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I used to believe; now I simply know.

Thursday, 15 August, 2019 - 5:24 am

 I used to believe; now I simply know.

I used to believe in Divine Providence (hashgacha pratit). I heard stories, listened to lectures and went to classes, studied essays; this belief was also instilled in me at home, from the moment I was born. I believed in it.

Nowadays I don’t believe in Divine Providence – now I can see it; I know that it exists.

For the first thirty years of my life, more or less, when something happened that seemed to be upside-down, illogical, leaving me stuck or getting in the way, I needed the faith that I had saved up, all those stories and classes.

Nowadays, when something like that happens, I smile at it and know that it is for my own good, and sometimes also try to guess what the future will bring: “It will be interesting to see how all this will turn out to be for the good, and when exactly I will see it happening.”

Why is that so? It is very simple. When you live with an awareness of Divine Providence, and learn to look at everything that is happening around you as coming from that Divine Providence, you get used to seeing how Hashem arranges the puzzle of life in a wonderful way. You also learn that He is a bit wiser than you.

I used to say that “If the Master of the World would just listen to my advice, everything would be better.” Today I say, “It’s a good thing that He doesn’t listen to my wise ideas.”

 

On Shavuot 5723 (1963) the Rebbe explained the famous passuk from this week’s parasha, parashat Va’etchanan, “Ata horeta – You have been shown in order to know that Hashem, He is the G-d. There is none beside him.” Also, the passuk shortly after that, “You shall know this day and take to your heart that Hashem, He is the G-d in heaven above and on the earth below – there is none other.”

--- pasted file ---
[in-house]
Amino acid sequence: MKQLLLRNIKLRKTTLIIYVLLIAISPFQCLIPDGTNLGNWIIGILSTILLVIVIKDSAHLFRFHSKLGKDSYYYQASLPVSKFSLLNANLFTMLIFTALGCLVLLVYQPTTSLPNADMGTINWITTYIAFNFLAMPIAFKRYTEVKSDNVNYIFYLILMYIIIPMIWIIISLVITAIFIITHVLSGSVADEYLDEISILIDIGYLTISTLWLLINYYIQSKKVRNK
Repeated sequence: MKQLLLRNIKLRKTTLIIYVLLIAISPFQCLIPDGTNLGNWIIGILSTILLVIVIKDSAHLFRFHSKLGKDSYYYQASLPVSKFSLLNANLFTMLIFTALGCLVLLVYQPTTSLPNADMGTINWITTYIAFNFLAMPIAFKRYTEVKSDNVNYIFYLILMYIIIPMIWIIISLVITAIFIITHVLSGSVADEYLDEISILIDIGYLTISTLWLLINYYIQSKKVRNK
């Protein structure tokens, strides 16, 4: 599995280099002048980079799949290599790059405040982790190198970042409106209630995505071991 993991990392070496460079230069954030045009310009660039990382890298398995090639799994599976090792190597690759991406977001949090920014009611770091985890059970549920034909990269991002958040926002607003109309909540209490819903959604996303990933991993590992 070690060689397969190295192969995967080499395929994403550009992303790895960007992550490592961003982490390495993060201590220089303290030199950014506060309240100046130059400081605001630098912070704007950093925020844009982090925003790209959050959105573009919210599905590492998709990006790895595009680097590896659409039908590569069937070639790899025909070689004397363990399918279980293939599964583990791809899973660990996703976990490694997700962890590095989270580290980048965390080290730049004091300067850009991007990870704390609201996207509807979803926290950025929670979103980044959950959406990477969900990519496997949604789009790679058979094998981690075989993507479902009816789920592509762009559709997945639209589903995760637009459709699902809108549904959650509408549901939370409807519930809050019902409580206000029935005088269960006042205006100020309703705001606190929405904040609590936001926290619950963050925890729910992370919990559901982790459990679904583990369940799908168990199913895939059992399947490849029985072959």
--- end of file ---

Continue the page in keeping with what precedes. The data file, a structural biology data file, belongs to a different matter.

The first verse is describing a relationship that comes down from above: You, Hashem, are the one who showed us to know that You are the G-d.” that is the faith that we received, the one we learned and read about, and received at home as well. The second is describing a relationship from the bottom up. Here, it is not Hashem who is teaching, but rather the human being, out of his life experience and with his own resources, reaches the understanding that “You shall know this day.” It is more knowledge, less belief.

And from this comes the other difference between the two psukim. What a person receives from an external source will not settle completely in his heart. The person might be convinced, and certainly he or she will believe, but the heart will still have its doubts – it has its own rules. But when a person reaches an understanding through life’s experience, working from the bottom up, then immediately after “You shall know this day,” he will experience “and take to your heart.”

Shabbat Shalom – and smile, because all is for the good!

 

Rabbi Zalmen Wishedski

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